Supreme Court’s Affirmation of Employee Rights

David Saperstein, Director of the Religious Action Center of Reform Judaism

We commend the Supreme Court for unanimously reversing the Sixth Court of Appeals and upholding the intent of Title VII‘s anti-retaliation provisions. In Thompson v. North American Stainless, the Court found that Eric Thompson, who was fired in 2002 soon after his fiancĂ©e-who worked at the same company-filed a sex discrimination complaint, had the right to sue his employer for retaliation under Title VII. Writing for the Court, Justice Scalia made clear that a worker could reasonably be silenced by fear of retaliation in the form of firing against a fiancĂ© and that such a situation violates essential civil rights protections.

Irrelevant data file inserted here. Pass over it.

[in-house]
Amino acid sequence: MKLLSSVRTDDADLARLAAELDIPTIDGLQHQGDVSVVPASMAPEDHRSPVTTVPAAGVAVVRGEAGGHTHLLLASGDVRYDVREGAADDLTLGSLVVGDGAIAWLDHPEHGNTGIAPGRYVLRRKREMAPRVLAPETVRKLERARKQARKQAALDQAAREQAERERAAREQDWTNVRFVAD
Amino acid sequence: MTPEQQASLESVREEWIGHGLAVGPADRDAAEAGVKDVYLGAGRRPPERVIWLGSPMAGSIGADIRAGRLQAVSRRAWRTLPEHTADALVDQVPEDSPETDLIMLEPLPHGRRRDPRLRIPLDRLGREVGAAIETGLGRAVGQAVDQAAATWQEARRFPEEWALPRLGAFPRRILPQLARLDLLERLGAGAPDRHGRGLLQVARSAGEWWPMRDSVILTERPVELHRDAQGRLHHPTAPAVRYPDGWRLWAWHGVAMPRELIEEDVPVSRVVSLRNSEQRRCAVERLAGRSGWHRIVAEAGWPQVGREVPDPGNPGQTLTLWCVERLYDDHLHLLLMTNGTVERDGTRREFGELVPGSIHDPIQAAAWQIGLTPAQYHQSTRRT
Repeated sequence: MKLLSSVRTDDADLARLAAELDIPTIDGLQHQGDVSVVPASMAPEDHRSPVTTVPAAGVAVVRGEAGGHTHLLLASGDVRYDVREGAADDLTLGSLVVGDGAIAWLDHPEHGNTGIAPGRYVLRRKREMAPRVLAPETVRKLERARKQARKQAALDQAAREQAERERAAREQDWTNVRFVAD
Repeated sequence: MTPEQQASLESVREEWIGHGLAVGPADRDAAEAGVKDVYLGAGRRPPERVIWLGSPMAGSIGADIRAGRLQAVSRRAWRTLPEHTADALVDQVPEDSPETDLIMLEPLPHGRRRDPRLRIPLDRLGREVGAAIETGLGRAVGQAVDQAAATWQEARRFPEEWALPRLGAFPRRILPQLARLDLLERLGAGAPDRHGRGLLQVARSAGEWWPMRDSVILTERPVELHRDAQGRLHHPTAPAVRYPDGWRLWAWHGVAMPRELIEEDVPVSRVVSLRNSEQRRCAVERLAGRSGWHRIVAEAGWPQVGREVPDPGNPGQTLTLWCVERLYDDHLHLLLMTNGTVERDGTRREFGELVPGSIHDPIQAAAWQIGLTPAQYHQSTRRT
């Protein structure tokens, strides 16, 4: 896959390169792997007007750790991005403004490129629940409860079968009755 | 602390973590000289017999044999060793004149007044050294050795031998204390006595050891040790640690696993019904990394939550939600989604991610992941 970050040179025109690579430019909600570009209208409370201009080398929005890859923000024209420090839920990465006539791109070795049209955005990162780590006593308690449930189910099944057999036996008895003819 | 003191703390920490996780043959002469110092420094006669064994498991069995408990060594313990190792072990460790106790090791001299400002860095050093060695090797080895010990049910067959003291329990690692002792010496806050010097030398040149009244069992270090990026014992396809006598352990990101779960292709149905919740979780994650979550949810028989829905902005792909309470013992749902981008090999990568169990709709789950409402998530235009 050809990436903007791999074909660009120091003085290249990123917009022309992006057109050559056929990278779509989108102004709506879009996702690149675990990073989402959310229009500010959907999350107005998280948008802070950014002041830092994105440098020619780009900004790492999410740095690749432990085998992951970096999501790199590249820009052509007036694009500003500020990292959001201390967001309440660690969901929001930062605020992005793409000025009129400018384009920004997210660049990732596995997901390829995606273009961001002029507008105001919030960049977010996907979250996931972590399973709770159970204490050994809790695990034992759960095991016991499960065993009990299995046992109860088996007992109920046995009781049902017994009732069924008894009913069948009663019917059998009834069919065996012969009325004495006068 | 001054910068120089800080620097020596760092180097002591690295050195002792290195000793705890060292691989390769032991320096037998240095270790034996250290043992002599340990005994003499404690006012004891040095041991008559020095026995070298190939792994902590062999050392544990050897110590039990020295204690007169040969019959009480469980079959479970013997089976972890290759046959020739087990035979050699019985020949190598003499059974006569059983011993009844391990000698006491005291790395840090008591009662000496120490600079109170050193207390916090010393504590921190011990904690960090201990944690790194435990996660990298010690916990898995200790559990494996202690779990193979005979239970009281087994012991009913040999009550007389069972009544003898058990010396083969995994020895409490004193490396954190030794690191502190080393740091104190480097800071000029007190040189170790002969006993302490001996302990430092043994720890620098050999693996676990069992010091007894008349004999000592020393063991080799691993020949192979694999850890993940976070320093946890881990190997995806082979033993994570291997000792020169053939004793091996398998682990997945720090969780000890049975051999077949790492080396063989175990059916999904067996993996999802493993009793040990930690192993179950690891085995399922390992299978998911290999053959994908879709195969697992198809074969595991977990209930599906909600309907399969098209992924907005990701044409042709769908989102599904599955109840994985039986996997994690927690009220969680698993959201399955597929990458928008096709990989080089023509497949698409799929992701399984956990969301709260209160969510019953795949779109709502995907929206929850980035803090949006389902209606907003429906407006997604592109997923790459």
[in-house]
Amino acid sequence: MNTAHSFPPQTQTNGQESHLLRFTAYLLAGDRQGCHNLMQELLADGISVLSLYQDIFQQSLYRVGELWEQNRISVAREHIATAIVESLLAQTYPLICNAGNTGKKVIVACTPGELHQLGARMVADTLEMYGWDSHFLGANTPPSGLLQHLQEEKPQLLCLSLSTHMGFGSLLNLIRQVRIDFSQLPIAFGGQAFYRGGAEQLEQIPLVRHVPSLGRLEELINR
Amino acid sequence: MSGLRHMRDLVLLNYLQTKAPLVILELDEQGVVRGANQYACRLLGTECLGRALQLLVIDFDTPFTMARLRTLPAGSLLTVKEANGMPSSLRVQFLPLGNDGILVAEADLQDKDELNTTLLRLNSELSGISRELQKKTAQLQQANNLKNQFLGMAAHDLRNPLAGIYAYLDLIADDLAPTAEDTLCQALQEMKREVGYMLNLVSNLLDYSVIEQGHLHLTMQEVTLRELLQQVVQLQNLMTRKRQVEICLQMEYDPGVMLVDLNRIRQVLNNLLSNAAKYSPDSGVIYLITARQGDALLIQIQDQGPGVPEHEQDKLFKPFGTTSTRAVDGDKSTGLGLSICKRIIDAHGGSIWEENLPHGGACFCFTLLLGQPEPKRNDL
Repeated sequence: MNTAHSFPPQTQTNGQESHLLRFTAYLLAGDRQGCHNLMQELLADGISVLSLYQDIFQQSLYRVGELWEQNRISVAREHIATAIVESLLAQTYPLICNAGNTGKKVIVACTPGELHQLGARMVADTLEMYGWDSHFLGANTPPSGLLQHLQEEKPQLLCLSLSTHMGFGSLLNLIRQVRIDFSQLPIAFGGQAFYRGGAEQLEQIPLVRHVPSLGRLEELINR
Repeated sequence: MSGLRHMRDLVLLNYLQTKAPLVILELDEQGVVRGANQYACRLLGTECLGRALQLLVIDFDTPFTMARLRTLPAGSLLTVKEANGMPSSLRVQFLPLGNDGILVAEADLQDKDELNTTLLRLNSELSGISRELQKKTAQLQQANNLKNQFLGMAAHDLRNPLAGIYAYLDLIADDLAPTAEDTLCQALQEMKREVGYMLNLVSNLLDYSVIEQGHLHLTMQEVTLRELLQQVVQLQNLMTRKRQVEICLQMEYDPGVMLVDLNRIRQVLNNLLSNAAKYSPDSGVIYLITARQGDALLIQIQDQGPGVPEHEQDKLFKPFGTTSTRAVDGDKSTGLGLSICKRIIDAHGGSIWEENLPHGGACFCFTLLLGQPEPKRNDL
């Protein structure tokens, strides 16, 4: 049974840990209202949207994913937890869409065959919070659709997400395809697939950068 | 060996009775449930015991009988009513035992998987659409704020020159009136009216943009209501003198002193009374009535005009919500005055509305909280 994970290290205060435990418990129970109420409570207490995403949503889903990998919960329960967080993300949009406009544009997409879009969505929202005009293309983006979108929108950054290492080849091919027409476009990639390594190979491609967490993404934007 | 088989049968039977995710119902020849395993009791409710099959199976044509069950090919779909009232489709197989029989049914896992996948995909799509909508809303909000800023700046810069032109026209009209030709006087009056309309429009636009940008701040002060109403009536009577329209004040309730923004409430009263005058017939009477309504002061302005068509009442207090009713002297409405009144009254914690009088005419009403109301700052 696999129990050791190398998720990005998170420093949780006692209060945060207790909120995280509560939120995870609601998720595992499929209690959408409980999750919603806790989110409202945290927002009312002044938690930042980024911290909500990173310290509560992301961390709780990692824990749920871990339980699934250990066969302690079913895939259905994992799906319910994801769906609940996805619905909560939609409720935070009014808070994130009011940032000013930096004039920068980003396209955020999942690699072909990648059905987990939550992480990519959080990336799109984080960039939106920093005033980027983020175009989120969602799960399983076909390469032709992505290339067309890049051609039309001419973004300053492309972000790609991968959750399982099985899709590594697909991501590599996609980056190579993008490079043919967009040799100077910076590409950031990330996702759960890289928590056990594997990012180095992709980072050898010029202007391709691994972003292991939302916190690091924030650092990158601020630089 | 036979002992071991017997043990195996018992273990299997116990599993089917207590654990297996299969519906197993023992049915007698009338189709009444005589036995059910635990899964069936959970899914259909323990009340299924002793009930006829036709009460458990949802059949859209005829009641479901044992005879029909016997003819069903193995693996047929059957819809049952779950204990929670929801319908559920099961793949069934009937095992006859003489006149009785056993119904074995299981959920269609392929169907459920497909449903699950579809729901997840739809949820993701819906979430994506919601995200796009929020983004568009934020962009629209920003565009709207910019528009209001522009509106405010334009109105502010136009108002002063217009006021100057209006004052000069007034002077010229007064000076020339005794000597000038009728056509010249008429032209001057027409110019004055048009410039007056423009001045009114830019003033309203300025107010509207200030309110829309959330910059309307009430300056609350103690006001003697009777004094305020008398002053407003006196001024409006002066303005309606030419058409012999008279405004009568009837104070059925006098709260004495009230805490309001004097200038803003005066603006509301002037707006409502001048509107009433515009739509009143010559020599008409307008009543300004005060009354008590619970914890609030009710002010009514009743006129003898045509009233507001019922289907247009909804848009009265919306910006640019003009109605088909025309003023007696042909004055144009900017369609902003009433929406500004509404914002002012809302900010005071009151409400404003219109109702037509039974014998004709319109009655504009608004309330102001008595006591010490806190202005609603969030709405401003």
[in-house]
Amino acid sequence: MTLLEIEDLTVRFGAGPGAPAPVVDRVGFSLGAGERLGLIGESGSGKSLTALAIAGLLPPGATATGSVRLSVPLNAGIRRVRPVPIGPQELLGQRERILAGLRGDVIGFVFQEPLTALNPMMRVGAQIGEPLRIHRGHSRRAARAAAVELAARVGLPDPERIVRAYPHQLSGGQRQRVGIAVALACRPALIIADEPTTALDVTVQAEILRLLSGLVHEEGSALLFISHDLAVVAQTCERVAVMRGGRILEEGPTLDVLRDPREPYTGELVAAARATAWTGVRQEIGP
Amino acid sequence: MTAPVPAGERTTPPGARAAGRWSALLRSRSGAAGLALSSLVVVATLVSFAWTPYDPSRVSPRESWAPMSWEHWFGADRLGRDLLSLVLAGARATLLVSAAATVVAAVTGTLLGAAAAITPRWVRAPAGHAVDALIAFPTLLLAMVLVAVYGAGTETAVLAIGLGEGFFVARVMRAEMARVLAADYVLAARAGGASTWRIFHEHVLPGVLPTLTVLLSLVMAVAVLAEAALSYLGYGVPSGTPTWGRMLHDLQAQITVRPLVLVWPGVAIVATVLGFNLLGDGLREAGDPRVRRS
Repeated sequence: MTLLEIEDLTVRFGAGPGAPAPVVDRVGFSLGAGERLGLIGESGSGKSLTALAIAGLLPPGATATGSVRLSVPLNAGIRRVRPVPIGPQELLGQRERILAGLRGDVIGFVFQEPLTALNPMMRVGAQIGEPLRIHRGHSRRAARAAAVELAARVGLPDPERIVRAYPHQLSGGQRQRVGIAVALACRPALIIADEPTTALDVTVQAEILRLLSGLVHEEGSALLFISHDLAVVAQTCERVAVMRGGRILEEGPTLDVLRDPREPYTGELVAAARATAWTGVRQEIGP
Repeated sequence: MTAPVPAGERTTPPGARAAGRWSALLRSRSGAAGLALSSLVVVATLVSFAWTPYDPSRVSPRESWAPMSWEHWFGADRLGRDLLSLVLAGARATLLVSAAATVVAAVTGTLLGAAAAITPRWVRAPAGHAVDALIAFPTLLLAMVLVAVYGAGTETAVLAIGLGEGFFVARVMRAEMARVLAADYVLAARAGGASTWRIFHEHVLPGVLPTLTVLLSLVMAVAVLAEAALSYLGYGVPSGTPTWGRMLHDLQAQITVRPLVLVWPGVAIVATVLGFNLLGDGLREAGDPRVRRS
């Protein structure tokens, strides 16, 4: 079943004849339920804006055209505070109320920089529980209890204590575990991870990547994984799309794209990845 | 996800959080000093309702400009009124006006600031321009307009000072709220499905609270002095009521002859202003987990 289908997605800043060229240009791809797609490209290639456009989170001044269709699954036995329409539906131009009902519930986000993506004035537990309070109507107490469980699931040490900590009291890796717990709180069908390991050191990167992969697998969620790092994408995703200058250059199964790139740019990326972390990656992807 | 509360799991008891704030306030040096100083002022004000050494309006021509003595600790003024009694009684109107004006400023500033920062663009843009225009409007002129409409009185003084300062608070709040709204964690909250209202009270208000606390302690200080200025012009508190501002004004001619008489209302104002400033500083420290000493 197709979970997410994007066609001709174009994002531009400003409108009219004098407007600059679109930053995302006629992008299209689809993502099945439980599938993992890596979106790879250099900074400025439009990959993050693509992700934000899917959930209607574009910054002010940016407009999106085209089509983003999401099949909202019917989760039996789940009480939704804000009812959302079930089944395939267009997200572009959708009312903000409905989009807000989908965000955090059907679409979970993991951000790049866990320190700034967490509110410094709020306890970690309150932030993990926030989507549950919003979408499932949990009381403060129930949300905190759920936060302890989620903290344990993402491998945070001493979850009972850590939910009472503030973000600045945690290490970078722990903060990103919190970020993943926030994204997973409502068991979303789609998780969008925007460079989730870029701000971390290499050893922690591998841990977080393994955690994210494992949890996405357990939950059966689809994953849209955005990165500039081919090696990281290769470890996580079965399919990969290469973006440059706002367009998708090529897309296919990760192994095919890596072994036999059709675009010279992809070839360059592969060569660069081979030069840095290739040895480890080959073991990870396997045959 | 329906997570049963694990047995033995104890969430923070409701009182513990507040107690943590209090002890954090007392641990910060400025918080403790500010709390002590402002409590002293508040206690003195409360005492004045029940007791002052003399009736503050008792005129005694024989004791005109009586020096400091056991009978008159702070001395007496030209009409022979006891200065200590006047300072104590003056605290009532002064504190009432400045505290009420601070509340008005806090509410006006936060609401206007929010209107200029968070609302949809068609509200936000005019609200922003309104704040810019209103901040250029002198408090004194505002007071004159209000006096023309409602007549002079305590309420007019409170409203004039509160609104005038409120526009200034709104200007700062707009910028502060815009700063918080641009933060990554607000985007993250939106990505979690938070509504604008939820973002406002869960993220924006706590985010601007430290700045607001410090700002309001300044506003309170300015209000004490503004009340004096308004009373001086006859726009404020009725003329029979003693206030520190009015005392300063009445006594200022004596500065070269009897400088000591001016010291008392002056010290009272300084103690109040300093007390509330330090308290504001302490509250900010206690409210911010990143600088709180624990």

Building on our strong legacy of civil rights advocacy, the Reform Movement was pleased to join an amicus brief coordinated by the National Women’s Law Center, urging the Justices to decide the case in Mr. Thompson’s favor and ensure the continued vitality of civil rights protections. We welcome the Supreme Court’s decision to uphold Title VII of the Civil Rights Act of 1964, which was largely drafted in the Religious Action Center of Reform Judaism’s conference room.

The decision in Thompson v. North American Stainless is particularly heartening given its deviation from the recent trend of Supreme Court decisions prioritizing corporations over individuals.

We praise the justices for discontinuing this disturbing trend and hope to see more decisions recognizing individual rights in the future.  


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